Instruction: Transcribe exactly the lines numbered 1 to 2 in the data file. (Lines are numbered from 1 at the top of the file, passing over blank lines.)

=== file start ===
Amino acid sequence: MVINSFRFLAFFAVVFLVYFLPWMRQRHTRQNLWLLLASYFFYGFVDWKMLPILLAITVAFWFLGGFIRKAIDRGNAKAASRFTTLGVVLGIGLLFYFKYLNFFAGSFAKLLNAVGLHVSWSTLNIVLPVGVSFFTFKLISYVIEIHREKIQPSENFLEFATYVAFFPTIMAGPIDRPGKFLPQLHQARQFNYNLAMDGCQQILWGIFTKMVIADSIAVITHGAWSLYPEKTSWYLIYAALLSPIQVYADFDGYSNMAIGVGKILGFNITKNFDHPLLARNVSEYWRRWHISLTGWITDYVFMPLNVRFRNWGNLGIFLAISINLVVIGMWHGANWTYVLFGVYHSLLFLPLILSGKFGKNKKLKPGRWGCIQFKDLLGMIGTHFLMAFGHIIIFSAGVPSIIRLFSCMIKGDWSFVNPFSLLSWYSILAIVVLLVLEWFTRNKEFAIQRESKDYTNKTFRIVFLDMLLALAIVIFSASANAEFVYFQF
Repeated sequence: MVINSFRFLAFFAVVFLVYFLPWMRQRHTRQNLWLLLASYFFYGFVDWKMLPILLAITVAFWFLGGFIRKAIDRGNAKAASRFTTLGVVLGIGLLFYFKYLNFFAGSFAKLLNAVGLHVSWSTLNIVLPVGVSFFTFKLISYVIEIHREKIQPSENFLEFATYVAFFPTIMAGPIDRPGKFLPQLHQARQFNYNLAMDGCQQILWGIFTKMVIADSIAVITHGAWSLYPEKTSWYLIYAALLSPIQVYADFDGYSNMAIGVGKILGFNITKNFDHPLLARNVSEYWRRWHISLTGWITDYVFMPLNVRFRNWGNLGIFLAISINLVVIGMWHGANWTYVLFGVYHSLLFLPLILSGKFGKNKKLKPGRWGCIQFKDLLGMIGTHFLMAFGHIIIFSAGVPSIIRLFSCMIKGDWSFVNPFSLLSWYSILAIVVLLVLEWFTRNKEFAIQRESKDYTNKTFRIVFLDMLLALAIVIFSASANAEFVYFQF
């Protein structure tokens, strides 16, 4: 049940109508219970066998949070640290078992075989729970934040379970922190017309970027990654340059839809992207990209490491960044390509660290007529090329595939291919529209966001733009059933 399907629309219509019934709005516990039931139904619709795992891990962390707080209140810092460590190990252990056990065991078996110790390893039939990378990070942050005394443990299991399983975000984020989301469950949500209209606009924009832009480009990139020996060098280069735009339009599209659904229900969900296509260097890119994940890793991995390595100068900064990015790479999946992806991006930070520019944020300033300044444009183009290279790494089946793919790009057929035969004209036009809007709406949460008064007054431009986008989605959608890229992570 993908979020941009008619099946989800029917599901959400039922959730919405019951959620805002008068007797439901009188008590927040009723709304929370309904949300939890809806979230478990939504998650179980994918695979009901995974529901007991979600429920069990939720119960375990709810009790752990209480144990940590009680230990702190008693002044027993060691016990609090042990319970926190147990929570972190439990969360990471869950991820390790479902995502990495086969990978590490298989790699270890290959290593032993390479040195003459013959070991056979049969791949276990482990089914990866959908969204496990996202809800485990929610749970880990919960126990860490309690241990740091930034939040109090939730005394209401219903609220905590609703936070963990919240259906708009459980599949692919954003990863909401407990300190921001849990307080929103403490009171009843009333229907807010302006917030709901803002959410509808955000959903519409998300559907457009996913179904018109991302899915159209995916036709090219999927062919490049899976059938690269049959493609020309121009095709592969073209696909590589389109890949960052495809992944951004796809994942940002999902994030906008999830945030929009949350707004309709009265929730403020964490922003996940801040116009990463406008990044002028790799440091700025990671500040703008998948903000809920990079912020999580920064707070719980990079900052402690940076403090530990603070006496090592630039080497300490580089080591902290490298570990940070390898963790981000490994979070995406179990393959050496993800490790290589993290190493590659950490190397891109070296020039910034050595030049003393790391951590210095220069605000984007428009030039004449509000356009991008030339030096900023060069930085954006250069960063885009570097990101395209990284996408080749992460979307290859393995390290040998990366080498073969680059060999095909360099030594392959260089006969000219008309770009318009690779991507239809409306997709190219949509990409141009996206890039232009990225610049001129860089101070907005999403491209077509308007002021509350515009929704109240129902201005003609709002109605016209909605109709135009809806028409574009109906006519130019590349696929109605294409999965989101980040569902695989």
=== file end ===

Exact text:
Amino acid sequence: MVINSFRFLAFFAVVFLVYFLPWMRQRHTRQNLWLLLASYFFYGFVDWKMLPILLAITVAFWFLGGFIRKAIDRGNAKAASRFTTLGVVLGIGLLFYFKYLNFFAGSFAKLLNAVGLHVSWSTLNIVLPVGVSFFTFKLISYVIEIHREKIQPSENFLEFATYVAFFPTIMAGPIDRPGKFLPQLHQARQFNYNLAMDGCQQILWGIFTKMVIADSIAVITHGAWSLYPEKTSWYLIYAALLSPIQVYADFDGYSNMAIGVGKILGFNITKNFDHPLLARNVSEYWRRWHISLTGWITDYVFMPLNVRFRNWGNLGIFLAISINLVVIGMWHGANWTYVLFGVYHSLLFLPLILSGKFGKNKKLKPGRWGCIQFKDLLGMIGTHFLMAFGHIIIFSAGVPSIIRLFSCMIKGDWSFVNPFSLLSWYSILAIVVLLVLEWFTRNKEFAIQRESKDYTNKTFRIVFLDMLLALAIVIFSASANAEFVYFQF
Repeated sequence: MVINSFRFLAFFAVVFLVYFLPWMRQRHTRQNLWLLLASYFFYGFVDWKMLPILLAITVAFWFLGGFIRKAIDRGNAKAASRFTTLGVVLGIGLLFYFKYLNFFAGSFAKLLNAVGLHVSWSTLNIVLPVGVSFFTFKLISYVIEIHREKIQPSENFLEFATYVAFFPTIMAGPIDRPGKFLPQLHQARQFNYNLAMDGCQQILWGIFTKMVIADSIAVITHGAWSLYPEKTSWYLIYAALLSPIQVYADFDGYSNMAIGVGKILGFNITKNFDHPLLARNVSEYWRRWHISLTGWITDYVFMPLNVRFRNWGNLGIFLAISINLVVIGMWHGANWTYVLFGVYHSLLFLPLILSGKFGKNKKLKPGRWGCIQFKDLLGMIGTHFLMAFGHIIIFSAGVPSIIRLFSCMIKGDWSFVNPFSLLSWYSILAIVVLLVLEWFTRNKEFAIQRESKDYTNKTFRIVFLDMLLALAIVIFSASANAEFVYFQF